WWF believes that all companies should source palm oil that is sustainable, meaning that it protects and respects wildlife and the environment, and is free of deforestation and conversion, planting on peat, and exploitation of communities.
Underpinning that effort is the support of sustainable palm oil production. WWF believes companies can be drivers of change and are better placed to help develop solutions for sustainably sourced palm oil from within the value chain, rather than forfeiting leverage and allowing demand to simply shift to other products and markets. We applaud companies that source deforestation and conversion-free palm oil, while also taking extra steps to work with others in the palm oil value chain to create and support models for sustainable production and best practice, particularly models that are inclusive of smallholders.
Certification, complemented by other approaches and strong governance, can play a key role in ending irresponsible palm oil production. Joining the RSPO and committing to purchasing responsible palm oil is an important first step that all concerned companies should take. With the 2018 revision of the RSPO’s Principles & Criteria, the RSPO Standard now represents an essential tool that can help companies achieve their commitments to palm oil that is free of deforestation, expansion on peat, exploitation and the use of fire.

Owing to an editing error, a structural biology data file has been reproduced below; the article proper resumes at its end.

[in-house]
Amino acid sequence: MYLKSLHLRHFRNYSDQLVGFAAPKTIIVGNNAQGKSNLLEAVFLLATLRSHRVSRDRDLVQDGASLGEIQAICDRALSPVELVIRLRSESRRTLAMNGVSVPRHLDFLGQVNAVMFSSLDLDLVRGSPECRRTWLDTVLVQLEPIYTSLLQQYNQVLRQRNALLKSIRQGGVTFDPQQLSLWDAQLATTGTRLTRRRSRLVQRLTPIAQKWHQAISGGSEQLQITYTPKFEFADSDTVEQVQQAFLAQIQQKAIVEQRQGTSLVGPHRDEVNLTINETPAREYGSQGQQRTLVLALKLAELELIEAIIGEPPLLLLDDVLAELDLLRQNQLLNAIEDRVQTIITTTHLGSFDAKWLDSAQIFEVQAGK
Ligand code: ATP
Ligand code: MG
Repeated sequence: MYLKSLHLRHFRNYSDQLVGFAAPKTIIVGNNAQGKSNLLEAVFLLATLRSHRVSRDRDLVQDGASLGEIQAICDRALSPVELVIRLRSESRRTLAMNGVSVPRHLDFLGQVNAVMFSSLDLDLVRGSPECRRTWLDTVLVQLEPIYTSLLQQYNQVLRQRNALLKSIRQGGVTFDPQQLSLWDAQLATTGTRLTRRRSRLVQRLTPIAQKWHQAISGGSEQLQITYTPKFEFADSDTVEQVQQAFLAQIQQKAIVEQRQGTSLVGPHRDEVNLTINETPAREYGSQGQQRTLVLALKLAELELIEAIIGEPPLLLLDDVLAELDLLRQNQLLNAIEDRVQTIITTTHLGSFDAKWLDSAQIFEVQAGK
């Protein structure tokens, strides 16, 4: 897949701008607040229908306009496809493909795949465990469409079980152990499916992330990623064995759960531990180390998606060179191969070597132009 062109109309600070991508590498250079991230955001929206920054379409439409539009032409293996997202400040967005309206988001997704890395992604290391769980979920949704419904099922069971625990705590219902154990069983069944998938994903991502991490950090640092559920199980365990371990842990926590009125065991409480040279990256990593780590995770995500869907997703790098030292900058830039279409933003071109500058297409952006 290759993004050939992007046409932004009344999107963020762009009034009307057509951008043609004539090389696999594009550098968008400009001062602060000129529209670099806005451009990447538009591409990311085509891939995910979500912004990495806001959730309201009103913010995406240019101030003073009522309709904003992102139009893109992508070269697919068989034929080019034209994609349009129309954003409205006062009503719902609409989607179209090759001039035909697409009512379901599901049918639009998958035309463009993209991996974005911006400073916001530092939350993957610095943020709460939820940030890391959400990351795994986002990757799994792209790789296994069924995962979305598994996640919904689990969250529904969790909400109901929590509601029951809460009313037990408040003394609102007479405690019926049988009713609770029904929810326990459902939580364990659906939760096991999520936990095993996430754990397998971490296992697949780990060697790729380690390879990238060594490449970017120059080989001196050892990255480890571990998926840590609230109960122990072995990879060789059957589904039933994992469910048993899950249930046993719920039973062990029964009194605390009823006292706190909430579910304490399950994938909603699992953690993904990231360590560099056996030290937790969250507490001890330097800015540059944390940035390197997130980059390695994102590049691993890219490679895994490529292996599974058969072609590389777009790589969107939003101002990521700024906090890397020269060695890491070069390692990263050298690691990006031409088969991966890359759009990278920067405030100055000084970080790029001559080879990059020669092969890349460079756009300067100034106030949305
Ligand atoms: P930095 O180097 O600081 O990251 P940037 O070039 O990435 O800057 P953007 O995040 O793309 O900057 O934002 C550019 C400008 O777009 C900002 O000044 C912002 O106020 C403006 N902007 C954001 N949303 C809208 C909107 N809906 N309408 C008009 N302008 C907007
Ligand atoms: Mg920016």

Building on the RSPO, the Palm Oil Innovation Group (POIG) has modeled best practices in the palm oil industry and helped guide the way for improvements in the RSPO. Innovative companies can also demonstrate their commitment today by purchasing oil verified to the POIG standard.
As evidenced by POIG, WWF and others, there are a number of innovative actions that companies and other actors in the palm oil value chain can take to create, promote and support innovative models of sustainable consumption and production. These actions include supporting better land use planning practices, investing in smallholder support programmes, and exploring sustainable landscape approaches that are inclusive of multiple land-uses and involve all relevant stakeholders, including communities and smallholders.